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Proc Natl Acad Sci U S A. 2007 Jul 3;104(27):11197-202. Epub 2007 Jun 25.

Dispersing biofilms with engineered enzymatic bacteriophage.

Author information

  • 1Harvard-MIT Division of Health Sciences and Technology, 77 Massachusetts Avenue, Room E25-519, Cambridge, MA 02139, USA.

Abstract

Synthetic biology involves the engineering of biological organisms by using modular and generalizable designs with the ultimate goal of developing useful solutions to real-world problems. One such problem involves bacterial biofilms, which are crucial in the pathogenesis of many clinically important infections and are difficult to eradicate because they exhibit resistance to antimicrobial treatments and removal by host immune systems. To address this issue, we engineered bacteriophage to express a biofilm-degrading enzyme during infection to simultaneously attack the bacterial cells in the biofilm and the biofilm matrix, which is composed of extracellular polymeric substances. We show that the efficacy of biofilm removal by this two-pronged enzymatic bacteriophage strategy is significantly greater than that of nonenzymatic bacteriophage treatment. Our engineered enzymatic phage substantially reduced bacterial biofilm cell counts by approximately 4.5 orders of magnitude ( approximately 99.997% removal), which was about two orders of magnitude better than that of nonenzymatic phage. This work demonstrates the feasibility and benefits of using engineered enzymatic bacteriophage to reduce bacterial biofilms and the applicability of synthetic biology to an important medical and industrial problem.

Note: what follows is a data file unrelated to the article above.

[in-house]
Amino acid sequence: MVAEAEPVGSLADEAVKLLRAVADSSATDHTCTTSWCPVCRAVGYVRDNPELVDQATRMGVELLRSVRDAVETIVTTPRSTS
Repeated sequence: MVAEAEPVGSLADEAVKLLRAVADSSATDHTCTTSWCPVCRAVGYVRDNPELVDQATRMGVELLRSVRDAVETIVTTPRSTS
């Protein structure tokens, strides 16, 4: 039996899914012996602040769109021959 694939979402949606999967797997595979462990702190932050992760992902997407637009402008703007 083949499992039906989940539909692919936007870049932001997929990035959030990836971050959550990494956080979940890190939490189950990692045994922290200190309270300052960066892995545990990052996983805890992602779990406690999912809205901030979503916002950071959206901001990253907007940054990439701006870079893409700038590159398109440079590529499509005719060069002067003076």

PMID:
17592147
[PubMed - indexed for MEDLINE]
PMCID:
PMC1899193
Free PMC Article

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